In February, identical bills were introduced in the House and Senate to add seasonal flu vaccines to the IRS code as taxable. The legislation would exact a 75¢ per dose tax on any "vaccine against seasonal influenza." Given that the Centers for Disease Control projects that 135 million doses of flu vaccine will be used this year, the government's take on flu vaccines alone is over $100,000,000 per year.
Along with taxes on other vaccines, this tax would fund the Vaccine Injury Compensation Trust Fund. The fund is a "no-fault alternative to the traditional tort system for resolving vaccine injury claims that provides compensation to people found to be injured by certain vaccines." However, the fund is by no means in the same kind of trouble that other government "trust funds" are.
The balance in the fund (as of November 2012) was more than $3.5 billion. Since the program's inception in 1988, the fund has paid out only $2.5 billion in 25 years for cases involving all vaccines, not just the flu vaccine. This means the balance in the fund could conceivably last another 25 years with no further tax revenue.
The House bill (H.R. 475) was submitted on February 4th by Republican Jim Gerlach with Democrat Richard Neal co-sponsoring, and the Senate version (S. 391) was submitted by Democrat Max Baucus and co-sponsor Republican Orrin Hatch. The same legislation had been introduced in the 112th Congress just months ago. The House version died in committee, but the Senate version actually passed by unanimous consent the day it was introduced.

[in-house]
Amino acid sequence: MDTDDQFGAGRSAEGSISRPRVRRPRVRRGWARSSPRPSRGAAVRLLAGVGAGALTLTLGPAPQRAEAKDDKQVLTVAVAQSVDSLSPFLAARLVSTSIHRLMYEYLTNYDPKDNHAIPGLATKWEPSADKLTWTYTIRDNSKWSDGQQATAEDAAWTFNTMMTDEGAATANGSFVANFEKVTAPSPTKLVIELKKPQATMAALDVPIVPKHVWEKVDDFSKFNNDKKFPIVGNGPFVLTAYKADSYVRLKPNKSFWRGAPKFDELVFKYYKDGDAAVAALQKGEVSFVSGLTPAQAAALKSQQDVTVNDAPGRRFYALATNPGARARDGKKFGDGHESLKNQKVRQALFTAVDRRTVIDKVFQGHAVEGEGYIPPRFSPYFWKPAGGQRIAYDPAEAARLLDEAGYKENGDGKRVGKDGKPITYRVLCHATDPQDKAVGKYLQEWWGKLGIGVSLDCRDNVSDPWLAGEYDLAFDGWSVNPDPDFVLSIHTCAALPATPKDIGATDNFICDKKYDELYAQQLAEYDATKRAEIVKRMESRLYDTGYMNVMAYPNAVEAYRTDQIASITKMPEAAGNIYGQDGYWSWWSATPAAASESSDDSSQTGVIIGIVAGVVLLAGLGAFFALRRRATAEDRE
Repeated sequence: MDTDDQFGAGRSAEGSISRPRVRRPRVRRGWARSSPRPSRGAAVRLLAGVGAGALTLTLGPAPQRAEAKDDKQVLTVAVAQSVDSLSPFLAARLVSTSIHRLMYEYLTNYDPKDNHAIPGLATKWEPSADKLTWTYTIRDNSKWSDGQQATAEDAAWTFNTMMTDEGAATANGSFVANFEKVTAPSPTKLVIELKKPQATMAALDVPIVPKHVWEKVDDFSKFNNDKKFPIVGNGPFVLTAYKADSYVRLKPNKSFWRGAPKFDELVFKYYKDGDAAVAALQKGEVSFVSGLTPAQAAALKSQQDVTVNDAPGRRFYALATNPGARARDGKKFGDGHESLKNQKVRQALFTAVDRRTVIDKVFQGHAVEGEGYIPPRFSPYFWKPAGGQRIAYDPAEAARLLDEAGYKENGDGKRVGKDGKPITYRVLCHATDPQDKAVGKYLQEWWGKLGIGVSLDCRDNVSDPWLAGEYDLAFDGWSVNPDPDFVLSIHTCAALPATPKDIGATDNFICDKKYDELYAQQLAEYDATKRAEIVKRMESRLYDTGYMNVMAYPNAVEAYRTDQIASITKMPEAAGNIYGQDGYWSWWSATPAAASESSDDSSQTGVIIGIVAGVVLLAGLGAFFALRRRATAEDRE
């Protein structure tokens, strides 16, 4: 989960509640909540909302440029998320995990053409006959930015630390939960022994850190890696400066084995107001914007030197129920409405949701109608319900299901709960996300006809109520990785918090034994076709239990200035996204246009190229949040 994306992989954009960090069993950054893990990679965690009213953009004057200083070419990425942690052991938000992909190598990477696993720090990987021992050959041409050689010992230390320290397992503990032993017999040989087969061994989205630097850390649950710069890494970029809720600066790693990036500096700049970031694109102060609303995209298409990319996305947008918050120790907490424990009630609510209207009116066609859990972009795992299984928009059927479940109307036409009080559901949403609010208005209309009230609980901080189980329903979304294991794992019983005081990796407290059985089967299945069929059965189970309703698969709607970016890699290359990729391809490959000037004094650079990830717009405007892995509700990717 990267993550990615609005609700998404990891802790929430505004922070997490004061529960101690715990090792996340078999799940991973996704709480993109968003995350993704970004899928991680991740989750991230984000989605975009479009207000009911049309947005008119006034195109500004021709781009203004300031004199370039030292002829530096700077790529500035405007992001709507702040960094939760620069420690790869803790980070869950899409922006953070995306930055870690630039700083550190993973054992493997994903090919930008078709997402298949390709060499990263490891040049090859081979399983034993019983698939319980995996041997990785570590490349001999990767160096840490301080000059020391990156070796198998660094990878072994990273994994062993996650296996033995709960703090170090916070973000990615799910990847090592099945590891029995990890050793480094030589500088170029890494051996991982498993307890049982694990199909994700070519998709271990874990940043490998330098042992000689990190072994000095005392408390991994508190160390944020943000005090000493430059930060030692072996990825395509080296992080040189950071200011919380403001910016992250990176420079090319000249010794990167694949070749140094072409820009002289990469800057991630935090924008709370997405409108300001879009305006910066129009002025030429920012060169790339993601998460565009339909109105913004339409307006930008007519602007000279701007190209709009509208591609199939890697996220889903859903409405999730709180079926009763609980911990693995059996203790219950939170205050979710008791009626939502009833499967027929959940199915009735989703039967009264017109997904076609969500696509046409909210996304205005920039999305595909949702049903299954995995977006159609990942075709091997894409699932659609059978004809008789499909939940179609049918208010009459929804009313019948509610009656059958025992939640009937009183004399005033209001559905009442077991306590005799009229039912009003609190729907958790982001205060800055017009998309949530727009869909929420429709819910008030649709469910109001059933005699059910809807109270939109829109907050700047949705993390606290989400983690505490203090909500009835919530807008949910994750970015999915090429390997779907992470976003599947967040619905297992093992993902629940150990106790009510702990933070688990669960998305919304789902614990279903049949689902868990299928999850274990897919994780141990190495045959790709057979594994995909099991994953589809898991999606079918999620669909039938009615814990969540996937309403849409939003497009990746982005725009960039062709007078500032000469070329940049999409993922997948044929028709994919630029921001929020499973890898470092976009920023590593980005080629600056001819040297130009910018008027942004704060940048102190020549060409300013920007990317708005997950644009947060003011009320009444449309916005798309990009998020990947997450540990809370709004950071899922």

Now, a posting on the Senate website reports that the Senate has reached an agreement on the current legislation. Although this flu season is winding down now, the tax could easily be in place by next winter if the House follows suit and the president signs it:
The Senate reached an agreement that if the Senate receives H.R.475 from the House of Representatives and the bill is identical to the text of which is at the desk, then the bill be read three times and the Senate proceed to a vote, at a time to be determined by the Majority Leader in consultation with the Minority Leader, with no intervening action or debate. H.R.475, a bill to amend the internal Revenue Code of 1986 to include vaccines against seasonal influenza within the definition of taxable vaccines.As is the case with all government "trust funds," there is no cash set aside to pay out claims. According to the November 2012 report on the vaccine trust, the $3.5 billion balance is invested in "US Treasury Securities." In other words, financing a portion of the $16.5 trillion national debt.
Note: This article first appeared at The Weekly Standard.
The current IRS code definition of a “taxable vaccine” already includes “Any trivalent vaccine against influenza.” The new law reads that “Subparagraph (N) of section 4132(a)(1) of the Internal Revenue Code of 1986 is amended by inserting 'or any other vaccine against seasonal influenza' before the period.” This is to make sure that all future flu vaccines are taxable in addition to the current ones. Some interpreted my original article to mean that no flu vaccines were previously taxable, and now they would be. The discovery that previous flu vaccines have ben taxable all along is not likely to assuage the anger many have expressed, especially in light of the $3.5 billion balance in the "trust fund."